"Well, it's all wrong!" Nancy stated positively. "There should be a comfortable living for everyone in this world who works even half as hard as you do—and if any one wants to work harder, let him have the luxuries!"

"That's socialism, Nance."

She raised her pretty brows innocently.

"Is it? Well, I'm not a socialist. I guess I just don't understand."

She knew, as the weeks went by, that there were other things she could not understand. Toil as she might, from morning until night, there was always something undone. It puzzled her strangely.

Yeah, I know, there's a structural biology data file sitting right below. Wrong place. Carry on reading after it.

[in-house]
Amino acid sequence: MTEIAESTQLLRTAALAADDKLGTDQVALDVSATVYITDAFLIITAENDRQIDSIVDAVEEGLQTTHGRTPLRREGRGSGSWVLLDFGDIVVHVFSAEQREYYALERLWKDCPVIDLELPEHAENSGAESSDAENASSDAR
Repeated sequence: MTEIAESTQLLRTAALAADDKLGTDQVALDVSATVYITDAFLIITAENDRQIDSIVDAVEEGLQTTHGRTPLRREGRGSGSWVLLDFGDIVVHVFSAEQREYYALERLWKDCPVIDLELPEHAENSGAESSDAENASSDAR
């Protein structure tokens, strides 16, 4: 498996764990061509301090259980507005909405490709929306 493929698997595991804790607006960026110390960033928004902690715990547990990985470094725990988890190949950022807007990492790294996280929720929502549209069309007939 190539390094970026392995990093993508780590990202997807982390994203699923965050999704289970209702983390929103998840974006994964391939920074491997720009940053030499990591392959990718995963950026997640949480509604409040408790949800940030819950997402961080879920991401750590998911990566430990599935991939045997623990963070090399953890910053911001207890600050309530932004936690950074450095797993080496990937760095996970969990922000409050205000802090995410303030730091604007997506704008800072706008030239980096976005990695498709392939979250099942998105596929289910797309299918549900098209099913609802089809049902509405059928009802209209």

Other women had even harder problems, what did THEY do? Few women had steady, clever husbands like Bert. Few had energy and enthusiasm like hers. But she was so tired, all the time, that even when the daily routine ran smoothly, and the marketing and Junior's naps and meals occurred on schedule time, the result hardly seemed worth while. She whisked through breakfast and breakfast dishes, whisked through the baby's bath, had her house in order when he awakened from his nap, wheeled him to market, wheeled him home for another bottle and another nap. Then it was time for her own meal, and there were a few more dishes, and some simple laundry work to do, and then again the boy was dressed, and the perambulator was bumped out of the niche below the stairs, and they went out again. The hardest hour of all, in the warm lengthening days of spring, was between five and six. Junior was tired and cross, dinner preparations were under way, the table must be set, one more last bottle warmed. When Bert came in, Nancy, flushed and tired, was ready, and he might play for a few minutes with Junior before he was tucked up. But the relaxation of the meal was trying to Nancy, and the last dishes a weary drag. She would go to her chair, when they were done, and sit stupidly staring ahead of her. Sometimes, in this daze, she would reach for the fallen sheets of the evening paper, and read them indifferently. Sometimes she merely battled with yawns, before taking herself wearily to bed.